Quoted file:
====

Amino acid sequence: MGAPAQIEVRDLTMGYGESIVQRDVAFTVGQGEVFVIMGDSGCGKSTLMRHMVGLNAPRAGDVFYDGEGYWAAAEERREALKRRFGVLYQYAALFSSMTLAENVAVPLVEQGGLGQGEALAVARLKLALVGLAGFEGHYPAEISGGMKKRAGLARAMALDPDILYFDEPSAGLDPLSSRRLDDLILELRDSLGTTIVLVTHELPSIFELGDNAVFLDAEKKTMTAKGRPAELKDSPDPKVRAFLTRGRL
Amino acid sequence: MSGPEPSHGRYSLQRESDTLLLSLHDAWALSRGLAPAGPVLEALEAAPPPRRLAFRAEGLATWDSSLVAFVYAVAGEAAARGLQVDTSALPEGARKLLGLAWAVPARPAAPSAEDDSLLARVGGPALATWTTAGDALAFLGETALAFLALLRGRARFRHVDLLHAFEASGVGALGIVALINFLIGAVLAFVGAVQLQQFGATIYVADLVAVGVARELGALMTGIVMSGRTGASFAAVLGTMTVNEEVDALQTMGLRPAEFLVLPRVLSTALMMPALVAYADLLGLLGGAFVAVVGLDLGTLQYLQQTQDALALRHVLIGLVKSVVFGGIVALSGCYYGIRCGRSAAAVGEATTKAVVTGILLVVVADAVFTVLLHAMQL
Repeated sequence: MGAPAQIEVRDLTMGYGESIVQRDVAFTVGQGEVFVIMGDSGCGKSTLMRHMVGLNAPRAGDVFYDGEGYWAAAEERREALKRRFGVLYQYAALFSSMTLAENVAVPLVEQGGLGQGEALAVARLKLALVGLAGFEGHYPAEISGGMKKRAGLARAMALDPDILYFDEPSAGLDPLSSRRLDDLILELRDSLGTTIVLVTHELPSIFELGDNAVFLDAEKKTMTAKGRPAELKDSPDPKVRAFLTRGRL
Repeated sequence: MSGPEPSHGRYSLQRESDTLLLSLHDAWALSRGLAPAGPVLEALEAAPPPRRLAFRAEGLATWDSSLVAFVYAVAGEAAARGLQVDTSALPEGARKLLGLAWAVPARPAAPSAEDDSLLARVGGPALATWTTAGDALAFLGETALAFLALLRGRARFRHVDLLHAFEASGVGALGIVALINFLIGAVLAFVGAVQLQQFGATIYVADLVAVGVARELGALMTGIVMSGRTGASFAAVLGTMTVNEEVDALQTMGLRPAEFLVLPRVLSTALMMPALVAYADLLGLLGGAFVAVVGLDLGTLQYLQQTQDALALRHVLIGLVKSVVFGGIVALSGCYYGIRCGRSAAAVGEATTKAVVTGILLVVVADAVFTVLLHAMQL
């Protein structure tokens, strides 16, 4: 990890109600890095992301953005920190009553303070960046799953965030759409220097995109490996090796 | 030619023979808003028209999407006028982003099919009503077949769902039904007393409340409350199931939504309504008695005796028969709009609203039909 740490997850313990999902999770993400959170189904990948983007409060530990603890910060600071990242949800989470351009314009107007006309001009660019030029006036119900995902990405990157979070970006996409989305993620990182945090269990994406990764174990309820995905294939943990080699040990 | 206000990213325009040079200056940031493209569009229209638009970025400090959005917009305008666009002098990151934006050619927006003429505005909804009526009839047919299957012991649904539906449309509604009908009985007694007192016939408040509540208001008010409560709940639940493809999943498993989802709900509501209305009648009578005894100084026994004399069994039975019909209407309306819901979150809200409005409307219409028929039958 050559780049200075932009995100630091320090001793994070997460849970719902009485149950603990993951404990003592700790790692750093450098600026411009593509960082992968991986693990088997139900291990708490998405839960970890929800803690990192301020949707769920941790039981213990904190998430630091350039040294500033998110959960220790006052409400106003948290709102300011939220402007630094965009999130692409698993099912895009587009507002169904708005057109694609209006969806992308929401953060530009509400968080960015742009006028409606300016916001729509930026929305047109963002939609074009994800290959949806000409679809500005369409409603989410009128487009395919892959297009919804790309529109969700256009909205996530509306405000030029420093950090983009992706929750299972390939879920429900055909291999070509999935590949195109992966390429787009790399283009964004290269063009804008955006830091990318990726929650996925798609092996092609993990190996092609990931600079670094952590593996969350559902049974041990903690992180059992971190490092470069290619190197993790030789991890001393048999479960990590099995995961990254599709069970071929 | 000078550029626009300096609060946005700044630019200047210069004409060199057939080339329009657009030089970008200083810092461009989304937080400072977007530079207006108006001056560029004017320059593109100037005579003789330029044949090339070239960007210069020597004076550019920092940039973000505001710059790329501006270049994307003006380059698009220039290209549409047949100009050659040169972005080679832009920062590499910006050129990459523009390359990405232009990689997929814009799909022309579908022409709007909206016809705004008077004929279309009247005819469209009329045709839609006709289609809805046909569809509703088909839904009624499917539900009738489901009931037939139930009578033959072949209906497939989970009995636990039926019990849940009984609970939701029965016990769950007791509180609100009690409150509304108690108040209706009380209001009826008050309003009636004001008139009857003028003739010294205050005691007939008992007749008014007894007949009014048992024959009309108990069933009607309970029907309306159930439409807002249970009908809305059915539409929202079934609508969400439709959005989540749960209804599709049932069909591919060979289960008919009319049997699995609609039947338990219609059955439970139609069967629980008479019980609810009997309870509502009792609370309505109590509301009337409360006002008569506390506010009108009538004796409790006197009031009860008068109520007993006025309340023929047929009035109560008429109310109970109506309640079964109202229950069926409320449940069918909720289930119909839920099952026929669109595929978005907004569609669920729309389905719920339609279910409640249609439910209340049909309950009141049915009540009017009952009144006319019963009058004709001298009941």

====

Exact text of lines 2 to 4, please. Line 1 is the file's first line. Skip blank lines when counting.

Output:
Amino acid sequence: MSGPEPSHGRYSLQRESDTLLLSLHDAWALSRGLAPAGPVLEALEAAPPPRRLAFRAEGLATWDSSLVAFVYAVAGEAAARGLQVDTSALPEGARKLLGLAWAVPARPAAPSAEDDSLLARVGGPALATWTTAGDALAFLGETALAFLALLRGRARFRHVDLLHAFEASGVGALGIVALINFLIGAVLAFVGAVQLQQFGATIYVADLVAVGVARELGALMTGIVMSGRTGASFAAVLGTMTVNEEVDALQTMGLRPAEFLVLPRVLSTALMMPALVAYADLLGLLGGAFVAVVGLDLGTLQYLQQTQDALALRHVLIGLVKSVVFGGIVALSGCYYGIRCGRSAAAVGEATTKAVVTGILLVVVADAVFTVLLHAMQL
Repeated sequence: MGAPAQIEVRDLTMGYGESIVQRDVAFTVGQGEVFVIMGDSGCGKSTLMRHMVGLNAPRAGDVFYDGEGYWAAAEERREALKRRFGVLYQYAALFSSMTLAENVAVPLVEQGGLGQGEALAVARLKLALVGLAGFEGHYPAEISGGMKKRAGLARAMALDPDILYFDEPSAGLDPLSSRRLDDLILELRDSLGTTIVLVTHELPSIFELGDNAVFLDAEKKTMTAKGRPAELKDSPDPKVRAFLTRGRL
Repeated sequence: MSGPEPSHGRYSLQRESDTLLLSLHDAWALSRGLAPAGPVLEALEAAPPPRRLAFRAEGLATWDSSLVAFVYAVAGEAAARGLQVDTSALPEGARKLLGLAWAVPARPAAPSAEDDSLLARVGGPALATWTTAGDALAFLGETALAFLALLRGRARFRHVDLLHAFEASGVGALGIVALINFLIGAVLAFVGAVQLQQFGATIYVADLVAVGVARELGALMTGIVMSGRTGASFAAVLGTMTVNEEVDALQTMGLRPAEFLVLPRVLSTALMMPALVAYADLLGLLGGAFVAVVGLDLGTLQYLQQTQDALALRHVLIGLVKSVVFGGIVALSGCYYGIRCGRSAAAVGEATTKAVVTGILLVVVADAVFTVLLHAMQL